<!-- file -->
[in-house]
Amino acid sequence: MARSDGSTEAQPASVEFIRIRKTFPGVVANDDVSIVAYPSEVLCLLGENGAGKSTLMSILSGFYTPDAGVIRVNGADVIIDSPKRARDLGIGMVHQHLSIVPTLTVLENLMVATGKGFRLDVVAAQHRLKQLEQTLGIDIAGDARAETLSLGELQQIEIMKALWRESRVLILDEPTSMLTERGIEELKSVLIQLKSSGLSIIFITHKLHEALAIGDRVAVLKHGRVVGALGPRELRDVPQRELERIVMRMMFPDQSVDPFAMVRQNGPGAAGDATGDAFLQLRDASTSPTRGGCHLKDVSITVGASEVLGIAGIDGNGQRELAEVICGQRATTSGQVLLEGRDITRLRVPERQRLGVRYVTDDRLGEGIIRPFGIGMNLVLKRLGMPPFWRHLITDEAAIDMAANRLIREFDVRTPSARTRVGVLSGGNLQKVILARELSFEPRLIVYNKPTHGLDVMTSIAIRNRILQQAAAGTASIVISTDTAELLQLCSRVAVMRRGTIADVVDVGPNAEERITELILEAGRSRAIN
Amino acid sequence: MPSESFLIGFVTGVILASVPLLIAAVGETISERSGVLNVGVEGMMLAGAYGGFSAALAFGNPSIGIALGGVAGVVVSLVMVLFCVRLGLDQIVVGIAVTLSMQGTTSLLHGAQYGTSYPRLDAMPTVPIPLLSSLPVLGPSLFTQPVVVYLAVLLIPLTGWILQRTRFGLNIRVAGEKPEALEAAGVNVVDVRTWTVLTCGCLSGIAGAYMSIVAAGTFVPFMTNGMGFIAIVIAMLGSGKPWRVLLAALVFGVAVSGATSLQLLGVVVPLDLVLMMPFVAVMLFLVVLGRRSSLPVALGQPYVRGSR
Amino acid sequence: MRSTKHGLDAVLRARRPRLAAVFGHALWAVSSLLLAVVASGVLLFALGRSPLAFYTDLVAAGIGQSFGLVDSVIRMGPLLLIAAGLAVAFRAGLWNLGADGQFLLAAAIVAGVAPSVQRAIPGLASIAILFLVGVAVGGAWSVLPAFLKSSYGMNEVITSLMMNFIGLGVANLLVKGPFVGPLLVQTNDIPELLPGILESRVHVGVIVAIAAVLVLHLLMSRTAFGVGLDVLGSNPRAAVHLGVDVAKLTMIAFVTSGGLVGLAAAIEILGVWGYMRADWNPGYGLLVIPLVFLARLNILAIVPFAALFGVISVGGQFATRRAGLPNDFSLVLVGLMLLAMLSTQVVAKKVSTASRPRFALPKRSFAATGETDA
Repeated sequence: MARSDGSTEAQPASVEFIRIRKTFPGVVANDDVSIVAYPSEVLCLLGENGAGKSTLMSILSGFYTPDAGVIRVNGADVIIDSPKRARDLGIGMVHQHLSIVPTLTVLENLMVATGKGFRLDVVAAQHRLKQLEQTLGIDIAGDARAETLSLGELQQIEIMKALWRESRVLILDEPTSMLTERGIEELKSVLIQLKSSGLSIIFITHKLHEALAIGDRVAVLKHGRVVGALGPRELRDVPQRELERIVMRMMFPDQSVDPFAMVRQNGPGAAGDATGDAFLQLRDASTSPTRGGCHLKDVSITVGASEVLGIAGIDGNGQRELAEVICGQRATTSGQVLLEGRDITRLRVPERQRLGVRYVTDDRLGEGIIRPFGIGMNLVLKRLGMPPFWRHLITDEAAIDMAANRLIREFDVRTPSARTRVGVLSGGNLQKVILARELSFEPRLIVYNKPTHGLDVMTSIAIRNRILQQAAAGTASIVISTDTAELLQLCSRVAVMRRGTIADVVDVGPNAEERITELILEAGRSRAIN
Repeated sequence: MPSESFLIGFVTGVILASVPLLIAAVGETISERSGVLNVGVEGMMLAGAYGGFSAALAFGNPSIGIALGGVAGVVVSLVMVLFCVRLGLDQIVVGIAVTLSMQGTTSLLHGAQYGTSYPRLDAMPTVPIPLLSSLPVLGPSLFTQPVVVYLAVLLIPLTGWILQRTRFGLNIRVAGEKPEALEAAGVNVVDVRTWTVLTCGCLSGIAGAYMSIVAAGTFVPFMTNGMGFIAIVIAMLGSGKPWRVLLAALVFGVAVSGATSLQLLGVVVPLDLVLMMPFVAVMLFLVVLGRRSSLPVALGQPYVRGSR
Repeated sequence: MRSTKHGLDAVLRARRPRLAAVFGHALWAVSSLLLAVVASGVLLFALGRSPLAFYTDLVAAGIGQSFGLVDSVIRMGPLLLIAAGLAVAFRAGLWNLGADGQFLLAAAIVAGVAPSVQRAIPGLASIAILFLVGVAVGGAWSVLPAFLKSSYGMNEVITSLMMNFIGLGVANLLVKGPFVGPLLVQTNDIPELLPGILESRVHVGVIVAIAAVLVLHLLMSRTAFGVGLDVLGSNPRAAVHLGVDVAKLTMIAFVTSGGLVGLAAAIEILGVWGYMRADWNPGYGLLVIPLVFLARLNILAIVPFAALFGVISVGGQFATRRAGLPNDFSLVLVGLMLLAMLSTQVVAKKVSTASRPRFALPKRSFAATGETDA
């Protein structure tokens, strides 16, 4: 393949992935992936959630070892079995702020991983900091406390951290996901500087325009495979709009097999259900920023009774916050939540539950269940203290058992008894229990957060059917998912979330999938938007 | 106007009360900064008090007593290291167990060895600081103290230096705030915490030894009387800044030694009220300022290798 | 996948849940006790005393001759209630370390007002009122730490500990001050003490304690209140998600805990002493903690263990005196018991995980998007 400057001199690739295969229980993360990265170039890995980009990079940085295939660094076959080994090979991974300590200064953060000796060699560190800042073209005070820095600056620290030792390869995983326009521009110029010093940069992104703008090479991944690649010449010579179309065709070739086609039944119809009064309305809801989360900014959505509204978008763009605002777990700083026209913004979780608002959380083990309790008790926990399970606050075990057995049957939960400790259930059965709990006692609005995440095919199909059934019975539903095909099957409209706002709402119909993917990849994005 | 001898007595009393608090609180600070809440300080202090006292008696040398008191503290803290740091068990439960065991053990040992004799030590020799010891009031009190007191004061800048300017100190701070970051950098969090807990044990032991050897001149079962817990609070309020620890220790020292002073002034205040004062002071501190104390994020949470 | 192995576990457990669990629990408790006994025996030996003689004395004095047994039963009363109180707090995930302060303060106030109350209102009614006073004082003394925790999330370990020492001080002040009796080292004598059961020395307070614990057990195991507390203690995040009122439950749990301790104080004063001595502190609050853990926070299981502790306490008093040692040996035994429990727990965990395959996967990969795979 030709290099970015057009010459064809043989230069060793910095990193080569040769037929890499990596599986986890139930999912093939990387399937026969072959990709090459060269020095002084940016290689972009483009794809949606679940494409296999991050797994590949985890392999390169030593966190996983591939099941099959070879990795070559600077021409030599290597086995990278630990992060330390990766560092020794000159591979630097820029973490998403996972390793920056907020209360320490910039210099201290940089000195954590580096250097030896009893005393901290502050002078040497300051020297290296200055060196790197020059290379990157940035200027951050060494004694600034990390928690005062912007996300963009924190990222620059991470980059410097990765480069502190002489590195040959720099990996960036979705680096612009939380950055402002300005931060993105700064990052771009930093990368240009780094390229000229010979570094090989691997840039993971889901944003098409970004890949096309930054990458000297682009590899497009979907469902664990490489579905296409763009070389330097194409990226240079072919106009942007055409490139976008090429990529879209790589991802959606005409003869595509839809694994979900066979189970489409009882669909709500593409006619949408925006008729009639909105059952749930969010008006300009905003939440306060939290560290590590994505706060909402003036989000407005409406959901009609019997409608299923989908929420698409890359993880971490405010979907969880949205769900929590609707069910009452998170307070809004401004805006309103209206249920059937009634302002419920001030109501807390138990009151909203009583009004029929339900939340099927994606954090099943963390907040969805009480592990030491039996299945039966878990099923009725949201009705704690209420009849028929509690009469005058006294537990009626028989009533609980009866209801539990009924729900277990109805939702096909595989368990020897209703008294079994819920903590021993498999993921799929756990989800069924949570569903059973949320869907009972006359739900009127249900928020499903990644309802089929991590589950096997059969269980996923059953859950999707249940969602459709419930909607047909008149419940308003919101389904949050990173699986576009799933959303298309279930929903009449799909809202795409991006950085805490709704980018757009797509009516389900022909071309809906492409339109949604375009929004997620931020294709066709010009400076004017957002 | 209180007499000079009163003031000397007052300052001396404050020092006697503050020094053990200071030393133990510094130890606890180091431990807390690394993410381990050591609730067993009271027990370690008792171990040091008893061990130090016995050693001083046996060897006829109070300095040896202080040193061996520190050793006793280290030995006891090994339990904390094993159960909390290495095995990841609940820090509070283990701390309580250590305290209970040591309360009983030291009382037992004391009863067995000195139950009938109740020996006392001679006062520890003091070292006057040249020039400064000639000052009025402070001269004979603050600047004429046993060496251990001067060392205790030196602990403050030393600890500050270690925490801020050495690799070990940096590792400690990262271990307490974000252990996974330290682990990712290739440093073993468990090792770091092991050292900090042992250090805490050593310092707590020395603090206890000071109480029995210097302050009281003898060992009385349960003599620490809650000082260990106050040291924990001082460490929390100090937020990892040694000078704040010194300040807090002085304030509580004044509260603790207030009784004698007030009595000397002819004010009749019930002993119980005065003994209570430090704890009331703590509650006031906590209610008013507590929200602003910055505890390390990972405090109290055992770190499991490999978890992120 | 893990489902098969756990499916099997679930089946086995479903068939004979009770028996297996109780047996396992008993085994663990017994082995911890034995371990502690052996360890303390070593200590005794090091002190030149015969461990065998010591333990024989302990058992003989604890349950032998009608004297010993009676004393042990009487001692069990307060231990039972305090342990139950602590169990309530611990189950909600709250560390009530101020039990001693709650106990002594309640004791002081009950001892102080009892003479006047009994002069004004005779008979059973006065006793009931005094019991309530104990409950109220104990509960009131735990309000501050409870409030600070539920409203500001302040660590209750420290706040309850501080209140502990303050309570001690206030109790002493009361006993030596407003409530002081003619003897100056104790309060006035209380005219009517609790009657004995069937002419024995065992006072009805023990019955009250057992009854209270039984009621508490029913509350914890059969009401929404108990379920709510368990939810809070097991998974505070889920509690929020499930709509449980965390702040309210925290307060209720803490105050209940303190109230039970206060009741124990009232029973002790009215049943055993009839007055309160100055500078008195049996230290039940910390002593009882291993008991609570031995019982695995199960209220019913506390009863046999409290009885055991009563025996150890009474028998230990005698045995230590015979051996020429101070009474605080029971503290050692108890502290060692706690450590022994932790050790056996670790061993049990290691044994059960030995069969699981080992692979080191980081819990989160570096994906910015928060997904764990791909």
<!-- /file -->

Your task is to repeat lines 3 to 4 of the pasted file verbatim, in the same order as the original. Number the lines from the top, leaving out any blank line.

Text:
Amino acid sequence: MPSESFLIGFVTGVILASVPLLIAAVGETISERSGVLNVGVEGMMLAGAYGGFSAALAFGNPSIGIALGGVAGVVVSLVMVLFCVRLGLDQIVVGIAVTLSMQGTTSLLHGAQYGTSYPRLDAMPTVPIPLLSSLPVLGPSLFTQPVVVYLAVLLIPLTGWILQRTRFGLNIRVAGEKPEALEAAGVNVVDVRTWTVLTCGCLSGIAGAYMSIVAAGTFVPFMTNGMGFIAIVIAMLGSGKPWRVLLAALVFGVAVSGATSLQLLGVVVPLDLVLMMPFVAVMLFLVVLGRRSSLPVALGQPYVRGSR
Amino acid sequence: MRSTKHGLDAVLRARRPRLAAVFGHALWAVSSLLLAVVASGVLLFALGRSPLAFYTDLVAAGIGQSFGLVDSVIRMGPLLLIAAGLAVAFRAGLWNLGADGQFLLAAAIVAGVAPSVQRAIPGLASIAILFLVGVAVGGAWSVLPAFLKSSYGMNEVITSLMMNFIGLGVANLLVKGPFVGPLLVQTNDIPELLPGILESRVHVGVIVAIAAVLVLHLLMSRTAFGVGLDVLGSNPRAAVHLGVDVAKLTMIAFVTSGGLVGLAAAIEILGVWGYMRADWNPGYGLLVIPLVFLARLNILAIVPFAALFGVISVGGQFATRRAGLPNDFSLVLVGLMLLAMLSTQVVAKKVSTASRPRFALPKRSFAATGETDA